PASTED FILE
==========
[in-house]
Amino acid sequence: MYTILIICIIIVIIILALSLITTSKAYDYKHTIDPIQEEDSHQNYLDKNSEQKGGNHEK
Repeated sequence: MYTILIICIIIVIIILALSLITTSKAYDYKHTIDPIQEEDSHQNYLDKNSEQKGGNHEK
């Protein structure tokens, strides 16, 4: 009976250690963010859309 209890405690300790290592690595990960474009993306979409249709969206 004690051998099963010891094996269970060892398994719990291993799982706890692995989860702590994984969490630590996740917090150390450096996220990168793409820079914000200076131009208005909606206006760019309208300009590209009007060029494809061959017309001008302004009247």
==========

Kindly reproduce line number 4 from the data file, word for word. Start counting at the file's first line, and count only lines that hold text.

């Protein structure tokens, strides 16, 4: 009976250690963010859309 209890405690300790290592690595990960474009993306979409249709969206 004690051998099963010891094996269970060892398994719990291993799982706890692995989860702590994984969490630590996740917090150390450096996220990168793409820079914000200076131009208005909606206006760019309208300009590209009007060029494809061959017309001008302004009247």